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Alexander Leshansky


Personal Info

Ph.D. Applied Mathematics, Technion 2002 Lester Deutch Postdoctoral fellow, California Institute of Technology, 2002-2004.

Research Fields

Biosystems and Bioengineering,  Processes

Research Topics

Unit operation in droplet-based microfludics

Much attention has been drawn recently to various droplet-based microfluidic techniques as an alternative technology for “lab-on-a-chip” systems based upon micromanipulation of discrete droplets. Despite enormous experimental progress, the theoretical description of basic microfluidic operations in such systems is still quite limited, majorly, due to the complex nature of the confined flows and the effect of the boundaries. We investigate some basic “unit operations” of droplet-based microfluidics, such as droplet generation, motion and controlled breakup in confined geometries.

Artificial nanomotors and low Reynolds-number locomotion

Modern technology is about the control of tiny objects. The benefits of tiny artificial swimmers for medicine, for example, could be enormous. A tiny robot may swim through the arteries, digestive system, spinal canal, etc., transmit images and deliver microscopic payloads to parts of the body, or perform minimally invasive microsurgeries outside the reach of existing technologies. Our research currently focuses on various aspects of locomotion of artificial (magnetic) micro- and nano-swimmers and study of optimal propulsion gaits of biological microswimmers. Selected topics in viscous flows Understanding of hydrodynamics at microscopic scale is great importance in modern research and technology. We study various processes, such as dynamics and stability of thin liquid films, thermo- and soluto-capillary (Marangoni) flows, droplet spreading on surfaces, hydrodynamic interaction and diffusion of particles in a viscous dispersion, bacterial deposition on surfaces and other topics.


Y. Mirzae, O. Dubrovki, O. Kenneth, K. I. Morozov and A. M. Leshansky, “Geometric constraints and optimization in driven propulsion”, Science Robotics, DOI: 10.1126/scirobotics.aas8713 (2018)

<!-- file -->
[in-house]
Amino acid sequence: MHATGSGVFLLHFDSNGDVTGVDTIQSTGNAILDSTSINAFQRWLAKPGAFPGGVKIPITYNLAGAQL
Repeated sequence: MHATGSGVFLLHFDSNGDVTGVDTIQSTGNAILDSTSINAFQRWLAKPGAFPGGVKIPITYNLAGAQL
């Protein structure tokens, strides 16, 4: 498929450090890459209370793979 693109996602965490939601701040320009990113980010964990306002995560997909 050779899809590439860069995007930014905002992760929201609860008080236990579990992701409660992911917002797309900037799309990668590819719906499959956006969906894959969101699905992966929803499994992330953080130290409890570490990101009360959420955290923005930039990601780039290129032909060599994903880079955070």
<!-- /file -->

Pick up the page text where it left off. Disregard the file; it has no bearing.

A. Ghosh, D. Dasgupta, M. Pal, K. I. Morozov, A. M. Leshansky and A. Ghosh, “Helical Nanomachines as Mobile Viscometers”, Adv. Funct. Mater. DOI: 10.1002/adfm.201705687 (2018)

T. Li, J. Li, K. I. Morozov, Z. Wu, T. Xu, I. Rozen, A. M. Leshansky, L. Li, and J. Wang, “Highly efficient freestyle magnetic nanoswimmer”, Nano Lett., 17, 5092–5098 (2017)

D. Walker, M. Kubler, K. I. Morozov, P. Fischer and A. M. Leshansky, “Optimal length of low Reynolds number nanopropellers “, Nano Lett. 15, 4412–4416 (2015)

Z. Li, A. M. Leshansky, L. M. Pismen and P. Tabeling, “Step-emulsification in a microfluidic device”, Lab on a Chip 15, 1023 (2015)!divAbstract

K. I. Morozov and A. M. Leshansky, “Chiral Magnetic Nanomotors”, Nanoscale 6, 1580 (2014)!divAbstract

D. Schamel, A. G. Mark, J. G. Gibbs, C. Miksch, K. I. Morozov, A. M. Leshansky and P. Fischer, “Nano-Propellers and their Actuation in Complex Viscoelastic Media”, ACS Nano 8, 8794 (2014)

T. Qiu, T.-C. Lee, A. G. Mark, K. I. Morozov, A. M. Leshansky and P. Fischer, “Swimming by Reciprocal Motion at Low Reynolds Number”, Nature Comm. 5, 1 (2014)

A. M. Leshansky, S. Afkhami, M.-C. Jullien and P. Tabeling, “Obstructed breakup of a slender droplet in a microfluidic T-junction”, Phys. Rev. Lett., 108, 264502 (2012)

A. M. Leshansky and L. M. Pismen, “Breakup of drops in a microfluidic T-junction”, Phys. Fluids, 21, 023303 (2009)

A. M. Leshansky, A. Bransky, N. Korin and U. Dinnar, “Nonlinear tunable viscoelastic focusing in a microfluidic channel”, Phys. Rev. Lett. 98, 234501 (2007)

D. J. Pine, J.P. Gollub, J.F. Brady and A.M. Leshansky, “Chaos and threshold for irreversibility in sheared suspensions”, Nature 438, 997 (2005)

Alexander Leshansky